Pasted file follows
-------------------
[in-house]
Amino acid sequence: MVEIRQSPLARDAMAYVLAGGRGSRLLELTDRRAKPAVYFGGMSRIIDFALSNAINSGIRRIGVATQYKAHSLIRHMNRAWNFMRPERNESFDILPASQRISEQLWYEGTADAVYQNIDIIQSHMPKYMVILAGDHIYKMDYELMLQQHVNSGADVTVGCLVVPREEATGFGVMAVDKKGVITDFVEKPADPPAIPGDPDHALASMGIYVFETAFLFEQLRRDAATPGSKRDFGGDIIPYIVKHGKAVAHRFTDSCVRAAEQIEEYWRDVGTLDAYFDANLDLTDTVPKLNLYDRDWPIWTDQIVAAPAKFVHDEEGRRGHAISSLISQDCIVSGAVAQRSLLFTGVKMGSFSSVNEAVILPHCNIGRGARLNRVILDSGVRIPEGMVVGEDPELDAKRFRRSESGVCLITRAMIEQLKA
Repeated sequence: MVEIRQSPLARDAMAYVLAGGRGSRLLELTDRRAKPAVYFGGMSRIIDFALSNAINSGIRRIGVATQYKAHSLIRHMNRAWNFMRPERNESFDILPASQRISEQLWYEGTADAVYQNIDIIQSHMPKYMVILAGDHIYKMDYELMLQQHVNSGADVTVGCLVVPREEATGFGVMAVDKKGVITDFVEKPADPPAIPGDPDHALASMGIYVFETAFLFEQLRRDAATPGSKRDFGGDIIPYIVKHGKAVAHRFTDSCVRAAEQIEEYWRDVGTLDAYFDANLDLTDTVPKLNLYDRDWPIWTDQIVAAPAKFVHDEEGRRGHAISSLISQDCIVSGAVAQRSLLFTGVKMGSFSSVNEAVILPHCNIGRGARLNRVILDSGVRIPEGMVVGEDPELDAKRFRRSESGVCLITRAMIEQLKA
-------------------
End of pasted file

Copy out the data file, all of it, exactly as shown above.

[in-house]
Amino acid sequence: MVEIRQSPLARDAMAYVLAGGRGSRLLELTDRRAKPAVYFGGMSRIIDFALSNAINSGIRRIGVATQYKAHSLIRHMNRAWNFMRPERNESFDILPASQRISEQLWYEGTADAVYQNIDIIQSHMPKYMVILAGDHIYKMDYELMLQQHVNSGADVTVGCLVVPREEATGFGVMAVDKKGVITDFVEKPADPPAIPGDPDHALASMGIYVFETAFLFEQLRRDAATPGSKRDFGGDIIPYIVKHGKAVAHRFTDSCVRAAEQIEEYWRDVGTLDAYFDANLDLTDTVPKLNLYDRDWPIWTDQIVAAPAKFVHDEEGRRGHAISSLISQDCIVSGAVAQRSLLFTGVKMGSFSSVNEAVILPHCNIGRGARLNRVILDSGVRIPEGMVVGEDPELDAKRFRRSESGVCLITRAMIEQLKA
Repeated sequence: MVEIRQSPLARDAMAYVLAGGRGSRLLELTDRRAKPAVYFGGMSRIIDFALSNAINSGIRRIGVATQYKAHSLIRHMNRAWNFMRPERNESFDILPASQRISEQLWYEGTADAVYQNIDIIQSHMPKYMVILAGDHIYKMDYELMLQQHVNSGADVTVGCLVVPREEATGFGVMAVDKKGVITDFVEKPADPPAIPGDPDHALASMGIYVFETAFLFEQLRRDAATPGSKRDFGGDIIPYIVKHGKAVAHRFTDSCVRAAEQIEEYWRDVGTLDAYFDANLDLTDTVPKLNLYDRDWPIWTDQIVAAPAKFVHDEEGRRGHAISSLISQDCIVSGAVAQRSLLFTGVKMGSFSSVNEAVILPHCNIGRGARLNRVILDSGVRIPEGMVVGEDPELDAKRFRRSESGVCLITRAMIEQLKA